Neurovascular Dysfunction Precedes Neural Dysfunction in the Retina of Patients with Type 1 Diabetes

Department of Clinical Pharmacology, Medical University of Vienna, Austria.
Investigative ophthalmology & visual science (Impact Factor: 3.4). 01/2013; 54(1). DOI: 10.1167/iovs.12-10873
Source: PubMed


A variety of studies have shown that flicker-induced vasodilatation is reduced in patients with diabetes. It is, however, unclear whether reduced neural activity or abnormal neurovascular coupling is the reason for this phenomenon. In the present study, we hypothesized that retinal neurovascular dysfunction precedes neural dysfunction in patients with early type 1 diabetes.

In the present study, 50 patients with type 1 diabetes without retinopathy and 50 healthy age- and sex-matched control subjects were included. The retinal vascular response to flicker stimulation was measured using the dynamic Retinal Vessel Analyzer. In addition, the response in retinal blood velocity to flicker stimulation as assessed with laser Doppler velocimetry was studied in a subgroup of patients. Pattern electroretinography (ERG) was used to measure neural retinal function.

The flicker responses of both retinal arteries and veins were significantly reduced in patients with diabetes (veins in the diabetic group: 3.5 ± 2.3% versus healthy control group: 4.6 ± 2.0%; P = 0.022 between groups, whereas arteries in the diabetic group: 2.0 ± 2.7% versus healthy control group: 3.8 ± 1.7%; P < 0.001 between groups). Likewise, the response of retinal blood velocity was reduced in patients with diabetes, although adequate readings could only be obtained in a subgroup of subjects (diabetic group [n = 22]: 19 ± 7%; healthy control group [n = 24]: 43 ± 19% P < 0.001 between groups). The parameters of pattern ERG were not different between the two groups.

The study confirms that flicker responses are reduced early in patients with type 1 diabetes. This is seen before alterations in pattern ERG indicating abnormal neurovascular coupling.

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    • "The increase in retinal blood flow is pronounced and values in the order of 45%–60% were reported using different methodologies (Garhofer et al., 2004a; Michelson et al., 2002). Interestingly, flicker-induced changes in retinal hemodynamics appear to be disturbed early in patients with diabetes (Bek et al., 2008; Garhofer et al., 2004c; Lasta et al., 2013; Lecleire-Collet et al., 2011; Nguyen et al., 2009a,b; Pemp et al., 2009a; Pemp et al., 2009b) as well as in patients with glaucomatous optic neuropathy (Garhofer et al., 2004b; Gugleta et al., 2012, 2013a,b; Mroczkowska et al., 2013; Riva et al., 2004). An increase in retinal vessel diameter, retinal blood velocity and retinal blood flow was also observed using DOCT during flicker stimulation (Leitgeb, 2007). "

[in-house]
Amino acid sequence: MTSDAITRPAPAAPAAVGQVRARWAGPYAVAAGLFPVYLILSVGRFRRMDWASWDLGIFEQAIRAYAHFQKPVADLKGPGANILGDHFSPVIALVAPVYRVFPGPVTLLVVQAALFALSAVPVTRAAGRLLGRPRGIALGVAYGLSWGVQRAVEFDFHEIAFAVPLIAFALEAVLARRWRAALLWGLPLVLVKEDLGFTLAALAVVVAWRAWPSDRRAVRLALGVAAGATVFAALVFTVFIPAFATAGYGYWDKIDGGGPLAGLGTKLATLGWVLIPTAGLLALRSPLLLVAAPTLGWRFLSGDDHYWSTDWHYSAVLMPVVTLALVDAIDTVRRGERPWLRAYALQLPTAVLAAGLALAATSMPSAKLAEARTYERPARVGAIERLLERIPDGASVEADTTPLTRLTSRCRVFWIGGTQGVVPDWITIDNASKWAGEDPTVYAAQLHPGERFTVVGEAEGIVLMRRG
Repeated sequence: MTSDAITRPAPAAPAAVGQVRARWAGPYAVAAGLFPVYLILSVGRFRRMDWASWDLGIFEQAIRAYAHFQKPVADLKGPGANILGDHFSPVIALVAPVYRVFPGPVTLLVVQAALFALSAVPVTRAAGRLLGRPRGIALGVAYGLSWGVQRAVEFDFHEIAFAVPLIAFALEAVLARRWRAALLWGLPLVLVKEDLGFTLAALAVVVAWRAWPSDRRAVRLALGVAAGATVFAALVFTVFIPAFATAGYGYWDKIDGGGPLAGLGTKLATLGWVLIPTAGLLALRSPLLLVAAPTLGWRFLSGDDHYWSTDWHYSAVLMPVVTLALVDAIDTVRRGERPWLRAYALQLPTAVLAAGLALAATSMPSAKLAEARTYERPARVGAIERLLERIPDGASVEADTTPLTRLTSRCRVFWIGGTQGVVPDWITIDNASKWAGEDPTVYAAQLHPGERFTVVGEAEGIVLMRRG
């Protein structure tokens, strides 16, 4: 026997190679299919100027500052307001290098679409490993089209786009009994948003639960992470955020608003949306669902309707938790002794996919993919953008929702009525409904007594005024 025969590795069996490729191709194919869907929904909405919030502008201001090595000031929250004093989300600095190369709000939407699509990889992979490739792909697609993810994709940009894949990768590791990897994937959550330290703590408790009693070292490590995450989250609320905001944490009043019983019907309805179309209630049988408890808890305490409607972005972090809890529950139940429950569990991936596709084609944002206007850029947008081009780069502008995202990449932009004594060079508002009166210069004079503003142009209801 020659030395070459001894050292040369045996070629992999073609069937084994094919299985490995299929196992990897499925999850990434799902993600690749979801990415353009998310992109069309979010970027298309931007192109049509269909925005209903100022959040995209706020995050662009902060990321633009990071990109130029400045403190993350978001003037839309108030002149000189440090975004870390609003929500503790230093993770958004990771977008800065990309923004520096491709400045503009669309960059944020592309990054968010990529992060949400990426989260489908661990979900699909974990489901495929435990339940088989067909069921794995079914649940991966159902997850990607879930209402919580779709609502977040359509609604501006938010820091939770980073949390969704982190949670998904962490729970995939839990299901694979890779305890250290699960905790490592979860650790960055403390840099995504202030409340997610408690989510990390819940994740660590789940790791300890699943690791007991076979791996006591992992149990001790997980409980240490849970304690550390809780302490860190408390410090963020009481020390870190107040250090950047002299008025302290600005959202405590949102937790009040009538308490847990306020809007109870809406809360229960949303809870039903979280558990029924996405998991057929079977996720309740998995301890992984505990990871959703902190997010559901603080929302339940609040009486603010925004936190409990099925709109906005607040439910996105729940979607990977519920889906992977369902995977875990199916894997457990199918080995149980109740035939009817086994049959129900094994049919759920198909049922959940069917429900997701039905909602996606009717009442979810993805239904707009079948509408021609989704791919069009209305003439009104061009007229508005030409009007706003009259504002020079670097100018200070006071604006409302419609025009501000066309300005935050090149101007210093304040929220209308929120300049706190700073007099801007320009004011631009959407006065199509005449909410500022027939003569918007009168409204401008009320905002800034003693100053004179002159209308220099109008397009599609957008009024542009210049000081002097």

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    ABSTRACT: Optical Coherence Tomography (OCT) has revolutionized ophthalmology. Since its introduction in the early 1990s it has continuously improved in terms of speed, resolution and sensitivity. The technique has also seen a variety of extensions aiming to assess functional aspects of the tissue in addition to morphology. One of these approaches is Doppler OCT (DOCT), which aims to visualize and quantify blood flow. Such extensions were already implemented in time domain systems, but have gained importance with the introduction of Fourier domain OCT. Nowadays phase-sensitive detection techniques are most widely used to extract blood velocity and blood flow from tissues. A common problem with the technique is that the Doppler angle is not known and several approaches have been realized to obtain absolute velocity and flow data from the retina. Additional studies are required to elucidate which of these techniques is most promising. In the recent years, however, several groups have shown that data can be obtained with high validity and reproducibility. In addition, several groups have published values for total retinal blood flow. Another promising application relates to non-invasive angiography. As compared to standard techniques such as fluorescein and indocyanine-green angiography the technique offers two major advantages: no dye is required and depth resolution is required is provided. As such Doppler OCT has the potential to improve our abilities to diagnose and monitor ocular vascular diseases.
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    • "Retinal vascular dysregulation has been observed in a variety of ocular diseases such as diabetic retinopathy or glaucoma (Pemp & Schmetterer 2008; Pournaras et al. 2008; Venkataraman et al. 2010; Kur et al. 2012; Pournaras & Riva 2013). As such, it has been shown that flicker-induced vasodilation is reduced in early-and late-stage diabetic retinopathy (Garhofer et al. 2004a,b,c; Mandecka et al. 2007; Nguyen et al. 2009a,b; Pemp et al. 2009; Lasta et al. 2013), in patients with early-stage glaucoma (Garhofer et al. 2004a,b,c; Gugleta et al. 2012) and in patients with systemic hypertension (Nagel et al. 2004). However, whether vascular dysregulation is also present in the retinal circulation of patients with AMD is still a matter of controversy. "
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